Five Reasons College Students Should Work as a Peer Tutor this Summer By Robyn Scott

Many college students choose to work as a peer tutor either to prepare for a career in education or to help their fellow classmates tackle a difficult subject they themselves happen to excel in. Whatever a student’s strengths may be, there are many reasons they should consider working as a peer tutor on their college campus this summer. In addition to helping out fellow students, peer tutors gain valuable experience in leadership, get to review their own academic skills, and build their resume to help them start a career upon graduation.



  1. Refine Academic Skills

Students who work at one of the learning centers on campus helping out as a peer tutor have the opportunity to actually refine their own academic skills. Peer tutors should only assist with subjects they excel in or that they’re planning to major in so they feel 100% confident they’re giving their fellow students the right information. However, even if a student is already well-versed in a particular topic, reviewing it or teaching it to someone else takes their knowledge to the next level. This will help peer tutors in their own classes and help them gain competency in their future career field.

  1. Boost a Resume

Working as a peer tutor on campus will also help smart students boost their resume so they can stand out from the crowd when they apply for jobs upon graduation. Working as a peer tutor, either as a paid employee or as part of a volunteer position, lets employers know that a candidate has great leadership skills and they can lead a team or work as part of a team successfully. Working as a peer tutor also demonstrates that an individual has a superior understanding of a particular topic or subject.

  1. Help Where it is Needed

Every college-level student has a subject they excel in and a subject they struggle with on a regular basis. By working as a peer tutor, students can help each other with those really challenging topics that keep them from enjoying their college experience and doing well in their other classes. Many peer tutors will help out with one subject and seek help in another. Students will ultimately play to their strengths when it comes to choosing a major and career field, but every student needs to get past those tough gen-ed classes so they can graduate.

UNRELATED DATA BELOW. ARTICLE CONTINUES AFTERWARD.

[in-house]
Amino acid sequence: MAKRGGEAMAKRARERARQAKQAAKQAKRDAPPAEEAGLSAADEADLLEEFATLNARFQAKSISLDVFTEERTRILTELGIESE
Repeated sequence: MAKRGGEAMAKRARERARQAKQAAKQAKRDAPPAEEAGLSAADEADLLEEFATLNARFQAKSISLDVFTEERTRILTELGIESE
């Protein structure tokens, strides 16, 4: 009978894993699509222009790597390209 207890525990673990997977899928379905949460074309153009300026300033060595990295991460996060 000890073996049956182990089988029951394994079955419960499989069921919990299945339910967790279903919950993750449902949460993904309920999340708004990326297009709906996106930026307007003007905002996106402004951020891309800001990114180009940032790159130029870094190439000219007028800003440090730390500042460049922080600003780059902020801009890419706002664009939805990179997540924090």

1. A Career in Education

Students considering a career in education should definitely consider working as a peer tutor at their college campus this summer. Helping out fellow students is one of the first steps to becoming a lead teacher and managing a classroom full of 20+ children. Teaching requires excellent leadership skills, patience, and a superior knowledge of any given subject, and so peer tutoring is a great way to get started as an educator. By the time students graduate and begin student teaching in the classroom, they’ll already have gained a lot of the skills they need in order to successfully teach and organize an entire class.

  1. Work-Study Programs

Many intelligent college students choose to go on to get a masters or even a PhD. At this level of learning students often work as a teaching assistant as part of a work-study program that helps them pay for their advanced degrees. Grad students with a history of peer tutoring will be better equipped to work as TA’s giving lectures or leading small group discussions, grading assignments and exams, and working with students one-on-one during office hours. Additionally, grad students who have multiple years experience as peer tutors are more likely to receive a position as a TA since they have already demonstrated a desire to share their subject with others and help explain difficult concepts and topics.

Robyn Scott is a private English tutor at TutorNerd. She attended the University of California, Irvine as an undergraduate and the University of Southampton in England as a graduate student. She has worked with students from the United States, Japan, South Korea, the European Union, and Africa.